The laws vary greatly between different countries: an investor in France has very different legal rights than in the UK or Taiwan. In addition, a large part of this difference is due to differences in legal origin. Civil law gives investors less legal rights than common law. The most notable difference is the difference between common law countries and French civil law countries. Common law countries provide relatively strong protection for shareholders and creditors, while French civil law countries provide investors with the least protection.
Several authors listed specific shareholder rights from the mechanism, these rights to a certain extent illustrate the degree of protection of shareholders in the confrontation with directors. Some excerpts are listed below:
- One share, one vote : whether there is a law that binds shares to voting instead of double-class or non-voting stocks. The authors believe that jurisdictions with these laws are more friendly to shareholders
- Mail agent : Whether to allow shareholders to vote by mail (more obstacles in shareholder voting will weaken the power of shareholders, especially smaller shareholders)
- Regarding the mechanism of oppressed minority shareholders : Whether minority shareholders (with 10% or less of the share capital) have the ability to challenge the management ’s decision or require the company to acquire its shares in the event of changes such as mergers and acquisitions
- Pre-emptive right : Whether shareholders have the pre-emptive right to issue new shares
- Percentage of capital required to convene a general meeting of shareholders : the higher the required ratio, the less friendly the jurisdiction is to minority shareholders
Their conclusion, although simple from a statistical point of view, is instructive in the corporate governance literature. Several authors found:
Common law countries provide shareholders with the best legal protection in every respect. They allow shareholders to vote by mail most frequently (39%), they never block their participation in shareholders ’meetings, they have the highest incidence of laws protecting minority shareholders under pressure (94%), and usually require relatively little share capital (9%) to convene an extraordinary general meeting. The only aspect of common law countries that do not have special protection is the preemptive right to purchase new shares (44%). Nonetheless, in all legal systems, common law countries have the highest average anti-director rights score (4.00). Many differences between common law countries and civil law countries are statistically significant. In short, compared to the rest of the world, common law countries have a set of laws that have the greatest protection for shareholders.
Through further analysis, the four authors followed their seminal paper in the 1997 "Legal Determinants of External Finance" (https://www.nber.org/papers/w5879) This shows that not only do common law countries systematically provide better shareholder protection, but these investor protections are empirically reflected in larger and more robust capital markets.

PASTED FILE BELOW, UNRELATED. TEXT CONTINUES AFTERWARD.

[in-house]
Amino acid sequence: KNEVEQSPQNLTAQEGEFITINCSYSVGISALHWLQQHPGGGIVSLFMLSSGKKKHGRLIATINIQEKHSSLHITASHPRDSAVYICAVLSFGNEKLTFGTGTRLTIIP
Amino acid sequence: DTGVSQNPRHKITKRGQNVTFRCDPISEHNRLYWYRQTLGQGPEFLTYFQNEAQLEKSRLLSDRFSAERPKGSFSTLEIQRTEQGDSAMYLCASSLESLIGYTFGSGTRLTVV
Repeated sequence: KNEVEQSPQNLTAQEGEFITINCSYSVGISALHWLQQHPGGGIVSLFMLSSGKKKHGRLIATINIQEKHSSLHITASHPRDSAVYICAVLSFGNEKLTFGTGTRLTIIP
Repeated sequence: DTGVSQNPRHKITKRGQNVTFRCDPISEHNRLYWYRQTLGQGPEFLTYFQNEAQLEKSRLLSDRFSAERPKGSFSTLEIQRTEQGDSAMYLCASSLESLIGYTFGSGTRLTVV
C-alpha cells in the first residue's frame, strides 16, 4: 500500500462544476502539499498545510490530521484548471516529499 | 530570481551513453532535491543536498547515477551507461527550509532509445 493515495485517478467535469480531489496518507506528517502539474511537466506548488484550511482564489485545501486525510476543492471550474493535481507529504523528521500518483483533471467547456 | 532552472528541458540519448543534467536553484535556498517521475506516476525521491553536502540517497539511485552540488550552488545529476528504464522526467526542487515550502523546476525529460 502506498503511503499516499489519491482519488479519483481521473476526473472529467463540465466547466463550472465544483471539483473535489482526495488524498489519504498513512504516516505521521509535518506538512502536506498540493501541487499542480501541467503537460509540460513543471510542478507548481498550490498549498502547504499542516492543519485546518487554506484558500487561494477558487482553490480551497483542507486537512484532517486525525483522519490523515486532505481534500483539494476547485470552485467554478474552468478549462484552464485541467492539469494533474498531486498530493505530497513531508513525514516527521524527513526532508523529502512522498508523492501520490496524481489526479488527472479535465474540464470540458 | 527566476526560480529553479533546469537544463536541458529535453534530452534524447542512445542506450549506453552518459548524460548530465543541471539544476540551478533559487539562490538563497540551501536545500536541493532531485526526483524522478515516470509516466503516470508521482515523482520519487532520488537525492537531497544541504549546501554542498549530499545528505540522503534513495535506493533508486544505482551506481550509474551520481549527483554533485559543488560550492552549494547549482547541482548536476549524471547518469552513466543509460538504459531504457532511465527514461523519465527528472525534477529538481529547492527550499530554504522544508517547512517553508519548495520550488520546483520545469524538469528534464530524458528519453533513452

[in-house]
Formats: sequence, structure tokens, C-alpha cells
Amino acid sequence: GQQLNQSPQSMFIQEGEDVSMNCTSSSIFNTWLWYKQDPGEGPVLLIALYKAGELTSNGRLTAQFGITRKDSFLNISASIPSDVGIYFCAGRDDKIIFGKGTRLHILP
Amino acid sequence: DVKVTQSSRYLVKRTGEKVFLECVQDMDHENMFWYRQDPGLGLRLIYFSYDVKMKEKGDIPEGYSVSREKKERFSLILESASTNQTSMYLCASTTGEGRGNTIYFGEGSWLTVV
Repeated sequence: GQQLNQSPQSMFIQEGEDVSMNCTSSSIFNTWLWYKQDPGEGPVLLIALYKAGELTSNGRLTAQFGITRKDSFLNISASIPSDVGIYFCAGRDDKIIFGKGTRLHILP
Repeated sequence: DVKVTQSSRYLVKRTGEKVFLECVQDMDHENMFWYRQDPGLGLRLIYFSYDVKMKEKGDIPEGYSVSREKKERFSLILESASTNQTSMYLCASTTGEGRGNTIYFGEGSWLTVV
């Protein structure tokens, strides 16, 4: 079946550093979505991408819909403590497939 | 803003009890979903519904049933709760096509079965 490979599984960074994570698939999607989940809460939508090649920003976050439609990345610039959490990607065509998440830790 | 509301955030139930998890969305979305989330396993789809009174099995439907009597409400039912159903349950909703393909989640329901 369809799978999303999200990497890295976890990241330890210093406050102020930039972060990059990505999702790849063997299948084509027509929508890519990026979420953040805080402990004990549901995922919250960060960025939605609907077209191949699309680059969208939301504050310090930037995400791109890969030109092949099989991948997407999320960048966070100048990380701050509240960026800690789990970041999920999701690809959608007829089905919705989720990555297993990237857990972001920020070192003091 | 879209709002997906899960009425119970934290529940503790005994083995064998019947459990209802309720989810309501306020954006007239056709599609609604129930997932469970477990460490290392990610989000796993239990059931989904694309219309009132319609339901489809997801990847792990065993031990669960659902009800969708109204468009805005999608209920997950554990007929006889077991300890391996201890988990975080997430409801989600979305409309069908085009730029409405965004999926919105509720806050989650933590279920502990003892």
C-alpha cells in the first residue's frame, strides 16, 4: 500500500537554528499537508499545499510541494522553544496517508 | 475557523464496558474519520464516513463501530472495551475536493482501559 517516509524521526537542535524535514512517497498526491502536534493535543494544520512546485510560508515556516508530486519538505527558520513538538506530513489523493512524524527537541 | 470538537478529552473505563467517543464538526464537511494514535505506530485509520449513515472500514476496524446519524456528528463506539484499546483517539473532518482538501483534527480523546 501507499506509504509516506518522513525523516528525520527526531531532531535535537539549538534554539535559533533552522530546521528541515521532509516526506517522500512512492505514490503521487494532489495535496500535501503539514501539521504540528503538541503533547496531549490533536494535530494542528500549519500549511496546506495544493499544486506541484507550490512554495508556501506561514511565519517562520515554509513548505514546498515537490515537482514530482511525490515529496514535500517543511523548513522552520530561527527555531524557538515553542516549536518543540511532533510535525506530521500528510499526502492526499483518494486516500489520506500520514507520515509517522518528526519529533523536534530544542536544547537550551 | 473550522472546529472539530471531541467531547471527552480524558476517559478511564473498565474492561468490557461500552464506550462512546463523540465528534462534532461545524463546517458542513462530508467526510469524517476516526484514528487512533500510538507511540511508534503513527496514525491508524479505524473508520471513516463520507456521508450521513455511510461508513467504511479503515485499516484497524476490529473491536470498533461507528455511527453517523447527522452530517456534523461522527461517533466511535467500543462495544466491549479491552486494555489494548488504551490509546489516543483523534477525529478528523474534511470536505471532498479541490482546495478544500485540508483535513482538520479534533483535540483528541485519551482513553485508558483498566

The authors summarize the key findings:
As described in laws and regulations and their implementation, the legal environment is critical to the size and scope of a country ’s capital market. Since a good legal environment can protect potential financiers from encroachment by entrepreneurs, they have increased their willingness to exchange funds for securities, thereby expanding the scope of the capital market.
This seems simple: more guarantees for investors will result in more capital being used, but when you reflect on the fact that these guarantees can be traced back to the legal concepts that underpin the financial system, people will clearly realize The path to capital market outcomes depends. In short: the quality of the system determines the distribution result. The United States is not just the largest capital formation center on earth, it is disproportionately large. The system will generate extreme outliers, such as Hong Kong, Singapore or Luxembourg.
A related conclusion can be found in Hernando de Soto's book " The Mystery of Capital ". De Soto assessed the relationship between property rights and capitalism in many countries in the world, and concluded that for capitalism to function properly, capitalism must be placed on the cornerstone of property rights that have been incorporated into law in black and white. His reasons are as follows: The main form of personal savings worldwide is through property (especially real estate). The main method of small-scale capital formation is to convert it from pure instrumental assets (where it can live) to capital assets through the monetization of assets. An example is an individual who mortgages their house to borrow money in order to establish a small business. If a large number of savers can mobilize their naturally accumulated capital, then capitalism will flourish.